Public traffic was detoured which allowed for the road to be completely closed for construction – providing a safe construction zone, while expediting the project schedule. Thanks to the hard work and innovative solutions used in this project, this section of County Road 47 reopened five months ahead of schedule.

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* ACPA member.

County Roads – Silver Award

Silver Award – County Road T-26 Marble Rock, Floyd County, IA

Contractor: Cedar Valley Corporation*

Owner/Engineer: Floyd County, Iowa     

A challenging work schedule under any circumstances can make pavement construction challenging, by when Cedar Valley Corporation discovered about 41% of a 6.05 mile reconstruction project area required substantial subgrade repair, crews responded with creative solutions based on expert decision-making, hard work and the use of maturity testing to get the job done.

The Iowa County Road T-26 project involved removal and recycling of the existing 9 in.-thick asphalt (which was milled and hauled to an asphalt plant).  Tackling the subgrade issues, crews removed 17,893 CY of unsuitable material, then placed about 32,000 SY of geogrid fabric and 34,000 tons of rock. The excavation for the base rock was successfully incorporated into project by widening the proposed shoulders. This eliminated the need to haul material off the project, thus providing fuel savings and also eliminating a potential fugitive dust situation.

The geogrid fabric and rock created an ideal platform on which the contractor then placed 78,662 SY of 8-in. concrete pavement.  The new roadway was designed to be paved 22 ft. wide with 5-ft. rock shoulders. Based on the narrow shoulders, CVC chose to place the concrete directly in front of the paving operation by trimming and placing the concrete with one machine. CVC pressed into service an “Iowa Special,” a modified CMI dual-lane trimmer configured with a dumping belt placed over the machine.  The machine allowed the crew enough space to set and place dowel baskets directly on the freshly-trimmed grade and just ahead of the paver.

Although the actual project was closed to through traffic, local access had to be maintained, an especially important point as the construction was done during Iowa’s peak harvest season. CVC not only maintained access to 17 residences that lined the road, they also had to provide access to 40 field driveways for local farms. Excellent communication with property owners (advance stockpiling of driveway materials at each property) and the use of maturity testing enabled CVC to balance local access with the need to ensure the pavement was not damaged because of opening too early.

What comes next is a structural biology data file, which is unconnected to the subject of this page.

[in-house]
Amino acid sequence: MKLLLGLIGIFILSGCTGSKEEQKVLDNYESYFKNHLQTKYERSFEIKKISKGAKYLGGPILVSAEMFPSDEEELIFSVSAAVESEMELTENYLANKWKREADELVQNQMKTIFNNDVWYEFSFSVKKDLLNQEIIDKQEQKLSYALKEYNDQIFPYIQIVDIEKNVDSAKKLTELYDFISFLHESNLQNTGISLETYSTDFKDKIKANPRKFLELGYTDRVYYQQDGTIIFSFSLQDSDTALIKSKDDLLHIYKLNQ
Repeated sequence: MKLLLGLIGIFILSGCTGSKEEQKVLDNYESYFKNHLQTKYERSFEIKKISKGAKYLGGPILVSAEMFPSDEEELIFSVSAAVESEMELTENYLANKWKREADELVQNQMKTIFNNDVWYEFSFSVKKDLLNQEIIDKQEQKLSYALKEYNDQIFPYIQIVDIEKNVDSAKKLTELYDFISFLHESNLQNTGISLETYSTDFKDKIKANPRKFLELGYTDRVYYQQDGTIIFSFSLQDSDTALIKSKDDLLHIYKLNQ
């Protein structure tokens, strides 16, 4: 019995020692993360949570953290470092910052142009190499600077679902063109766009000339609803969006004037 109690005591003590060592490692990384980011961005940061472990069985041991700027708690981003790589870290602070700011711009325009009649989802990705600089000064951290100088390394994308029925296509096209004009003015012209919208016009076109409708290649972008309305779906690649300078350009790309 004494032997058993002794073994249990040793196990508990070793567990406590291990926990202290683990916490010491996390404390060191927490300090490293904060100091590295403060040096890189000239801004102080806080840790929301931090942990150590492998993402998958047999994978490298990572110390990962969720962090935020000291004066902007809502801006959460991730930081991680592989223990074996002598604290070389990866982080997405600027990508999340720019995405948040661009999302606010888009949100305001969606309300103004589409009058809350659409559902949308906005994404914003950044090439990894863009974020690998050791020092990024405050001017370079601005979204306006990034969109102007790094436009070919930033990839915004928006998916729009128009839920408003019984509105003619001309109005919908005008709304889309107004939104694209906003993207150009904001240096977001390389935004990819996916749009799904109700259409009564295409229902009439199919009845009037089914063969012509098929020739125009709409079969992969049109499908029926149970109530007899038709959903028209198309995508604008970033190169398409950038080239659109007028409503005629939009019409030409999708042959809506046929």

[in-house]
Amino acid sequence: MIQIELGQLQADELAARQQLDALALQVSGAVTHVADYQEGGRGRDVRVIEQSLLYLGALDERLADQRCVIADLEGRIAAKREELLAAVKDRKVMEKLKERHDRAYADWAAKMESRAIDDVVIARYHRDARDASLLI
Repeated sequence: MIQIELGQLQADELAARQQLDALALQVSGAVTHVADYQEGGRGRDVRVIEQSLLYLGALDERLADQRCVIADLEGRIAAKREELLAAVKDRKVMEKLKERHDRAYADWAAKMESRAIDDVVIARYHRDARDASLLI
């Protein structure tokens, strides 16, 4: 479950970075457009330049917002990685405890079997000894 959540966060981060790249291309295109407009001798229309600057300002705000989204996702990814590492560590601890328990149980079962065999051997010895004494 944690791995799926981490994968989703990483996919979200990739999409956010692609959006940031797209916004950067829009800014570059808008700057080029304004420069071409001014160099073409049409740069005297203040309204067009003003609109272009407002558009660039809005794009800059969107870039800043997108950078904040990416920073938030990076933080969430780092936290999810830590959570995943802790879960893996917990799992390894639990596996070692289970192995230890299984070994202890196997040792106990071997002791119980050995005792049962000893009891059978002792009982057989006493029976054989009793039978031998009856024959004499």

In spite of completing about $628,000 in extra work, DVC successfully completed the project within the 100-day schedule, creating a durable road that will last for many years.

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* ACPA member.

Concrete Pavement Restoration – Silver Award

Silver Award – Taxiways F & G Rehabilitation Project at Denver International Airport

Contractor: Interstate Highway Construction, Inc.*

Owner: City and County of Denver, Department of Aviation

Engineer: Jviation

Located on the west side of Denver International Airport (DIA) Concourses, Taxiways F and G provide access to all the westside runways. The taxiways are heavily used by aircraft at all times of the year, but during winter months, they also provide access to critical deicing pads. Because of the importance of these taxiways, close attention to detail and quality construction were extremely important considerations.

The project scope removal and replacement of about 22,000 SY of 17 in. and 21 in.-thick concrete panels, repair of 123,000 linear feet of joint seals, and electrical system renovation.  The project required grading and drainage upgrades to comply with FAA criteria, repair and adjustment of utility structures, and 13 acres of seed and mulch. The total project cost was about $10.7 million, with the pavement amounting to about $5.3 million.

Interstate Highway Construction had a total of nine milestones, five major phases with additional sub-phases for the pavement construction and restoration.  The contractor met or exceeded the milestones, in spite of challenges posed by the staging phase and sub-phase.  For example, some subsections were located in the middle of others, so IHC had to complete some sections out of order—and had to begin some sections at the same time—to meet the milestones.  With the risk of liquidated damages of $75,000 and $25,000/day, IHC’s hard work and attention detail enabled crews to finish all the work within on time and some sections ahead of schedule. 

The project required a 100% quality control inspection with random quality assurance inspections, and because of the close communication and cooperation between the owner’s representatives, both quality and safety were hallmarks of the project.

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* ACPA member.